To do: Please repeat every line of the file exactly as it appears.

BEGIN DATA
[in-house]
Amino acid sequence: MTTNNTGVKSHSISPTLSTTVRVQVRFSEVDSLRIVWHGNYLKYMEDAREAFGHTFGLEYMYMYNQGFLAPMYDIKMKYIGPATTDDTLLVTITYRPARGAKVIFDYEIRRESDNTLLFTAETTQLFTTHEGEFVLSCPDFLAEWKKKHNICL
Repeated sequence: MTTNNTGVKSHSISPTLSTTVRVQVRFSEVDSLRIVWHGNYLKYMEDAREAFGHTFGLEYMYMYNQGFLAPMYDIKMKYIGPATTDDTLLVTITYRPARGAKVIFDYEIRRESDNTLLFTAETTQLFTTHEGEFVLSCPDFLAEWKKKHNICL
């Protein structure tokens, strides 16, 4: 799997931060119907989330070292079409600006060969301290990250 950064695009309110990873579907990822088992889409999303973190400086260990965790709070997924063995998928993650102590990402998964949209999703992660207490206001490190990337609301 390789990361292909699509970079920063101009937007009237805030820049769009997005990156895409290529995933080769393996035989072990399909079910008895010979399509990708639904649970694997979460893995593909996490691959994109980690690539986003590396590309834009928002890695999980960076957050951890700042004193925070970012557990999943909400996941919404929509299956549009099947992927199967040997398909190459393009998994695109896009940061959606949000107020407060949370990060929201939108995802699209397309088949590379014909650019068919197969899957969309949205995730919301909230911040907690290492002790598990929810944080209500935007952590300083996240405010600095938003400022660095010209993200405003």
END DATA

[in-house]
Amino acid sequence: MTTNNTGVKSHSISPTLSTTVRVQVRFSEVDSLRIVWHGNYLKYMEDAREAFGHTFGLEYMYMYNQGFLAPMYDIKMKYIGPATTDDTLLVTITYRPARGAKVIFDYEIRRESDNTLLFTAETTQLFTTHEGEFVLSCPDFLAEWKKKHNICL
Repeated sequence: MTTNNTGVKSHSISPTLSTTVRVQVRFSEVDSLRIVWHGNYLKYMEDAREAFGHTFGLEYMYMYNQGFLAPMYDIKMKYIGPATTDDTLLVTITYRPARGAKVIFDYEIRRESDNTLLFTAETTQLFTTHEGEFVLSCPDFLAEWKKKHNICL
């Protein structure tokens, strides 16, 4: 799997931060119907989330070292079409600006060969301290990250 950064695009309110990873579907990822088992889409999303973190400086260990965790709070997924063995998928993650102590990402998964949209999703992660207490206001490190990337609301 390789990361292909699509970079920063101009937007009237805030820049769009997005990156895409290529995933080769393996035989072990399909079910008895010979399509990708639904649970694997979460893995593909996490691959994109980690690539986003590396590309834009928002890695999980960076957050951890700042004193925070970012557990999943909400996941919404929509299956549009099947992927199967040997398909190459393009998994695109896009940061959606949000107020407060949370990060929201939108995802699209397309088949590379014909650019068919197969899957969309949205995730919301909230911040907690290492002790598990929810944080209500935007952590300083996240405010600095938003400022660095010209993200405003």